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The full of automotive industry in Mexico reproached the government of Andrés Manuel López Obrador for the implementation of the decree to regularize imported used vehicles, known as “chocolate”, without establishing control or review measures for the entry of illegal cars, for which it does not rule out filing amparos.

The Mexican Association of the Automotive Industry (AMIA), the Mexican Association of Automotive Dealers (AMDA), the National Association of Producers of Buses, Trucks and Tractor Trucks (ANPACT), as well as the National Auto Parts Industry (IN) stated that the regularization decree generates distortions and unfair treatment for consumers who have acquired a vehicle legally, so they asked the tax authorities to define the import rules, taking into account the automotive sector.

From the outset, José Zozaya, president of AMIA He insisted that opening a space to legalize smuggling sends a “terrible” signal to investors looking to Mexico to do business.

Guillermo Rosales, president of the AMDA, warned that if the federal government does not implement a “zero tolerance” policy for the circulation of illegal vehicles, it will lead to the continuation of irregular conditions.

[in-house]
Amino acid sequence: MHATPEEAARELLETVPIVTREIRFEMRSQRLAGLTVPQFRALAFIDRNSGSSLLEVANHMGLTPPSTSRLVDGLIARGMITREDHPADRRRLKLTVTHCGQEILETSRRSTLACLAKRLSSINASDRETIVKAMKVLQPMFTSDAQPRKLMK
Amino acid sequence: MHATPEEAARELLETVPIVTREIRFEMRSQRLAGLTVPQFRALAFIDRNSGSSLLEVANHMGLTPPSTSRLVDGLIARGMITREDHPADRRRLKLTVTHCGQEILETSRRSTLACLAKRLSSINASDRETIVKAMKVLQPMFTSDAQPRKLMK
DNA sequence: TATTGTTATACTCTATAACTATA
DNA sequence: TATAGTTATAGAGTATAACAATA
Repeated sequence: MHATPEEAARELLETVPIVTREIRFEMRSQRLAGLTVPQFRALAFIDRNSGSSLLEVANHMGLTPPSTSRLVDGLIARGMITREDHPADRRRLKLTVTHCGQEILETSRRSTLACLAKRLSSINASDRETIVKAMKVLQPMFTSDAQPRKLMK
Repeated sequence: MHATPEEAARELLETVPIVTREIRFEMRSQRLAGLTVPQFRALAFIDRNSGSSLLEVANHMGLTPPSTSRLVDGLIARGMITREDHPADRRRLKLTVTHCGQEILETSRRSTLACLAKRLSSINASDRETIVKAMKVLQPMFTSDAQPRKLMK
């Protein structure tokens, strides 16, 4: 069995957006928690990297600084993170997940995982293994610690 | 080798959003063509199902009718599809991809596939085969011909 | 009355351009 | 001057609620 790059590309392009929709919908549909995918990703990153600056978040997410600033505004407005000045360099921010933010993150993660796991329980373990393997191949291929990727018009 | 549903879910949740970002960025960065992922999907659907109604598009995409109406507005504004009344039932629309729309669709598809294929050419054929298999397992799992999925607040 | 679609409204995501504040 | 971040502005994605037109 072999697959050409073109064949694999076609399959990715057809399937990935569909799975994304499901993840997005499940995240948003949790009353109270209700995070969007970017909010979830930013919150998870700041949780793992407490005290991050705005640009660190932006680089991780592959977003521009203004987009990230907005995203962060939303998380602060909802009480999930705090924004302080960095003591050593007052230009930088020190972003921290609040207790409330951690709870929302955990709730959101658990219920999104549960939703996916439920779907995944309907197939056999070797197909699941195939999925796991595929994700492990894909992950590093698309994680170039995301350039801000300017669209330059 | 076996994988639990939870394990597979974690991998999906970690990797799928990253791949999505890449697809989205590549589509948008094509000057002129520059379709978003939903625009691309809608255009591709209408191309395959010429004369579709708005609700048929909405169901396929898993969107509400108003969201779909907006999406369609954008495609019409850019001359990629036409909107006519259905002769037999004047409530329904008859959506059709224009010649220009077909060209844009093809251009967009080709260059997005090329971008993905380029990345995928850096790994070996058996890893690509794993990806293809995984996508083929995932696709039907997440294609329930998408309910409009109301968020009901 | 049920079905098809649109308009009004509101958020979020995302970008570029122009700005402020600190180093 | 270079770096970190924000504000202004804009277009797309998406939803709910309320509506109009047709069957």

“In the decree, control is lost in a very special way to be able to fulfill the objective that the same decree contemplates. It would be truly unfortunate if we return to the current practice, for example between 2006 and 2012, in which the regularization of vehicles with reports of theft was allowed, with vehicles that have a declaration of non-circulation in the United States and also that do not have the conditions neither are they satisfied by environmental regulations”, whose points were not addressed in said law, questioned Rosales.

“It is very important that the industry participates in the elaboration of secondary rules derived from the decree, especially so that the vehicles that are regularized really comply with the same standards as those marketed in Mexico”, in order to have better road safety, environmental and an older vehicle fleet, said Virginia Olalde, director of ANPACT.

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